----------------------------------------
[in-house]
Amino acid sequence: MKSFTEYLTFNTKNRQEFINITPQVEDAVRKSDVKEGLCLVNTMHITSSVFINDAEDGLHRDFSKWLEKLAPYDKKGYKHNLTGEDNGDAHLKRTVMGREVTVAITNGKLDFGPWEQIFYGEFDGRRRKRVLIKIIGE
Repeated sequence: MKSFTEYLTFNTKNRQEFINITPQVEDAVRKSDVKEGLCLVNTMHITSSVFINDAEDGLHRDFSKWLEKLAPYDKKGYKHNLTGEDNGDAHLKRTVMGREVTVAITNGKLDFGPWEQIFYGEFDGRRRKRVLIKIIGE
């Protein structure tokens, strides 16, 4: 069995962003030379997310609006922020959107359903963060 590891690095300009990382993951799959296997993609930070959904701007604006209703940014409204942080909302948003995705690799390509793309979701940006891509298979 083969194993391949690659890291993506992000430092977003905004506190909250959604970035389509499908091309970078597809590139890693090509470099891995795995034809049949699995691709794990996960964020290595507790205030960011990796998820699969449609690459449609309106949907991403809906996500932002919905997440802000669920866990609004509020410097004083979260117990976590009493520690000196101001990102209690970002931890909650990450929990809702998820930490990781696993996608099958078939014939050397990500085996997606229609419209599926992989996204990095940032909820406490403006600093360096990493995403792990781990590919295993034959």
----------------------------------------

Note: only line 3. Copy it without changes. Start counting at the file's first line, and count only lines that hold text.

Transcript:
Repeated sequence: MKSFTEYLTFNTKNRQEFINITPQVEDAVRKSDVKEGLCLVNTMHITSSVFINDAEDGLHRDFSKWLEKLAPYDKKGYKHNLTGEDNGDAHLKRTVMGREVTVAITNGKLDFGPWEQIFYGEFDGRRRKRVLIKIIGE